Living together without marriage
Good Housekeeping – March 1978
We asked our readers to tell us what they think about this controversial subject. The answers may surprise you.
President Jimmy Carter heartily disapproves of it. Mothers and fathers worry that their children will get involved in it. In some states, there are laws — not usually enforced — against it.
It used to be called “shacking up,” or “common-law marriage.” Now it’s simply called “living together.”
It’s not a new phenomenon. But in the late sixties, it became, instead of a furtive way of life only “other people” indulged in, a new lifestyle embraced by the young.
The protests of the sixties are gone. And with this new, quieter age, how many men and women now live together as husband and wife without legal sanction?
What people in the ’70s thought about unmarried couples
In a recent poll, we asked Good Housekeeping readers what their attitudes and practices were.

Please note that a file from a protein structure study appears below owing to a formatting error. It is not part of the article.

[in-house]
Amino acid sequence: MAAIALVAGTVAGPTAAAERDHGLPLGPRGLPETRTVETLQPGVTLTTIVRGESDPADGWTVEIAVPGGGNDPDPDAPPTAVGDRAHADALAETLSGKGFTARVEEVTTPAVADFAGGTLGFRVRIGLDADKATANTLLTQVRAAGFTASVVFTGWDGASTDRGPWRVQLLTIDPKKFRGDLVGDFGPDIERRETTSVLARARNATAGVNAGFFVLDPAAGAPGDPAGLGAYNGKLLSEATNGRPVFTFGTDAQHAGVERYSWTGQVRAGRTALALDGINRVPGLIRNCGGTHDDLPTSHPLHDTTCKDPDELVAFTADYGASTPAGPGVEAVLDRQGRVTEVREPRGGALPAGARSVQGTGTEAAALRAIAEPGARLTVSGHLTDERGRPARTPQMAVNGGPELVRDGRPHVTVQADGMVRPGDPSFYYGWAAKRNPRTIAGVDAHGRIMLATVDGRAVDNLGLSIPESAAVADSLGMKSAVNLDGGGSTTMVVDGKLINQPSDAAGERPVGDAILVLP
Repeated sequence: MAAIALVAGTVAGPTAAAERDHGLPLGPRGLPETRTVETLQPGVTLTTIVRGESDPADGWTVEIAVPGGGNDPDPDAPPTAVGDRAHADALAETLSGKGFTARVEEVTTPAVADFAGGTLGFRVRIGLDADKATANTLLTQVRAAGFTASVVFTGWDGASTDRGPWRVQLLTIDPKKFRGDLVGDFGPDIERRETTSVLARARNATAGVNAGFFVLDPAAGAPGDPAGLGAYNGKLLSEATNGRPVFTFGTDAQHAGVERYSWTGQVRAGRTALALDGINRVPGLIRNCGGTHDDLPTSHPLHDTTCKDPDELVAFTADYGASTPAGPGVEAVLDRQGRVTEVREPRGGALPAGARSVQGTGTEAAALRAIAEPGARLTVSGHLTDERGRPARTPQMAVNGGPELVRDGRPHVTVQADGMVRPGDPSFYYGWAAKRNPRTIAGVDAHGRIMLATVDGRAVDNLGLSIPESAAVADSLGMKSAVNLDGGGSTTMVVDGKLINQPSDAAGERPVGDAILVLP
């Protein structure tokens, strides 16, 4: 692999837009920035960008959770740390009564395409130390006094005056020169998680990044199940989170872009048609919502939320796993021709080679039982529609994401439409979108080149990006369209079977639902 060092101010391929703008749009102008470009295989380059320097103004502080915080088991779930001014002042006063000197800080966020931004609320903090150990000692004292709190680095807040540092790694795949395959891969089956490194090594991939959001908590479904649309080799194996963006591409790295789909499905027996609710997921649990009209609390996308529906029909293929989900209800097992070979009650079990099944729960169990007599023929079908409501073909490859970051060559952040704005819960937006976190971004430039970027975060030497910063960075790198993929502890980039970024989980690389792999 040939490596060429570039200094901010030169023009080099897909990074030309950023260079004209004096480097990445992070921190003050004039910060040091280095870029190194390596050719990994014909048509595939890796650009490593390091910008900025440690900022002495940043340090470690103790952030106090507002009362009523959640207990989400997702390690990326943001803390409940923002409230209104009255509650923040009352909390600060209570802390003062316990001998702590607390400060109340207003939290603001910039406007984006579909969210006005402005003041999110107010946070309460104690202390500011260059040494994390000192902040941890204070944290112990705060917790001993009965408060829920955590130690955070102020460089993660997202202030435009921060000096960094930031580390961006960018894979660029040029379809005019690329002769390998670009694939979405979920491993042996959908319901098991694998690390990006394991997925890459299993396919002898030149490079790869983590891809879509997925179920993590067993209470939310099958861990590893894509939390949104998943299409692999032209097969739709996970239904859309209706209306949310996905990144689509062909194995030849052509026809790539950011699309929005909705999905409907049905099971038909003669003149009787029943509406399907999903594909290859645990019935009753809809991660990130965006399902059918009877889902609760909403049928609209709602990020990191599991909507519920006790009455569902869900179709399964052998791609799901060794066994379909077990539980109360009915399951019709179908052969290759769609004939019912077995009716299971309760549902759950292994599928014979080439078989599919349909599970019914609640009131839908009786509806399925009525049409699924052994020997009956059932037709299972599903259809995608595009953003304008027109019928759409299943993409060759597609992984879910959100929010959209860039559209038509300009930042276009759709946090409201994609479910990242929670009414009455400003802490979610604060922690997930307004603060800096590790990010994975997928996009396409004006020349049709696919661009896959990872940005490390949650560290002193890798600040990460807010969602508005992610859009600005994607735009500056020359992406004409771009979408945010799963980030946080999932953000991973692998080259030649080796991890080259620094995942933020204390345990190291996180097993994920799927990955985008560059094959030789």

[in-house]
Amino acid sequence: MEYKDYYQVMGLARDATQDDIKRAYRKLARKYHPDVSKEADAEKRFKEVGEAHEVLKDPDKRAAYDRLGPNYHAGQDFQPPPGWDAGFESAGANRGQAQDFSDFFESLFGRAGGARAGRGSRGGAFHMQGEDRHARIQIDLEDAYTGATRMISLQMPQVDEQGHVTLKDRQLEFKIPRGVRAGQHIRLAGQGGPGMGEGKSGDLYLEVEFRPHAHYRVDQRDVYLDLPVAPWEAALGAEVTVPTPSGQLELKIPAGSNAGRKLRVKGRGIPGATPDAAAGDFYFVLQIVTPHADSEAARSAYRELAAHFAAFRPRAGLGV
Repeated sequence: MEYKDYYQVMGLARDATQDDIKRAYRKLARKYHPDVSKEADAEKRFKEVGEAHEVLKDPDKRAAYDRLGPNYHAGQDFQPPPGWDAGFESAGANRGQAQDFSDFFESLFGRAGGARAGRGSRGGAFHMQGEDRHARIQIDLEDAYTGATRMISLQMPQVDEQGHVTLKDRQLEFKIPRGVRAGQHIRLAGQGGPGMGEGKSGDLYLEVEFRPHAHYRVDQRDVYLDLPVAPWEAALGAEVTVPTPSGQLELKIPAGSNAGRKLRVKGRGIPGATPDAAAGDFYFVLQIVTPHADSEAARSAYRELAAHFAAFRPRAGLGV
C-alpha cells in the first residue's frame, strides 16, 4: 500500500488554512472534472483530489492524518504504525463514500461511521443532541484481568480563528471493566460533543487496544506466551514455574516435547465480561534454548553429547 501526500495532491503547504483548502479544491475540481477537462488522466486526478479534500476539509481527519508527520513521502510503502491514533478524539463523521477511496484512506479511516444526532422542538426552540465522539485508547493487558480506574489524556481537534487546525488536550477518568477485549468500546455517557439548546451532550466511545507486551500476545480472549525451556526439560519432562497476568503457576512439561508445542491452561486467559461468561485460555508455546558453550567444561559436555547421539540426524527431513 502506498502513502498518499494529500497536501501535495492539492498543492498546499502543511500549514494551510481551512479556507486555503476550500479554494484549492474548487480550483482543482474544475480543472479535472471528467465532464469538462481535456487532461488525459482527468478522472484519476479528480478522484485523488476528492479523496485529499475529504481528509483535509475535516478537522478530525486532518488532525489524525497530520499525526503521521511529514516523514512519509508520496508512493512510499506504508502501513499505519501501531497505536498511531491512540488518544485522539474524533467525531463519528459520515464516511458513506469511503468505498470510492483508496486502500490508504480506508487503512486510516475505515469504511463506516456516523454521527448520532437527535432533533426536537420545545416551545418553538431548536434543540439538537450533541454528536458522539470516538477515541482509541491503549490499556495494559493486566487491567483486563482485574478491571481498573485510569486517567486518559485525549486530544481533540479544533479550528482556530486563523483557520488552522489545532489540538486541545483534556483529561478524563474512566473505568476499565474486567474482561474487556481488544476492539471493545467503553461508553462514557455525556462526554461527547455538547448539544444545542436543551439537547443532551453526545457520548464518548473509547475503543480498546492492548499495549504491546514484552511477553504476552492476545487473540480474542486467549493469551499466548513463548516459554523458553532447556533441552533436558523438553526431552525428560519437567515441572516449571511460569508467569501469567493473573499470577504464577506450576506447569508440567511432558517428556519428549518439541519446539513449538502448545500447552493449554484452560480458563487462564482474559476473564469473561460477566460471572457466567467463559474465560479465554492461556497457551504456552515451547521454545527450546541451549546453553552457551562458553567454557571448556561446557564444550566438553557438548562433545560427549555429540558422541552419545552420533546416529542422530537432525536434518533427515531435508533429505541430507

Did the couple living together without marriage…
Later marry each other: 49%
Continue to live together: 24%
Break up: 21%
Marry someone else: 6%
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Did your family accept the living-together-without-marriage situation?
Didn’t care either way: 8%
Do you think that living together without marriage…
Helps form a more permanent relationship: 2%
Detracts from a more permanent relationship: 21%
Should be strictly avoided: 30%
Should be up to the individuals involved: 47%
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Even now, “living together” is considered scandalous in some circles, especially among religious people. Several years ago, I heard a story (perhaps an urban legend?) about a TV commercial innocently featuring a couple in bed; when presented with the ad, the client was furious, and insisted that it be re-shot with the couple prominently wearing wedding rings.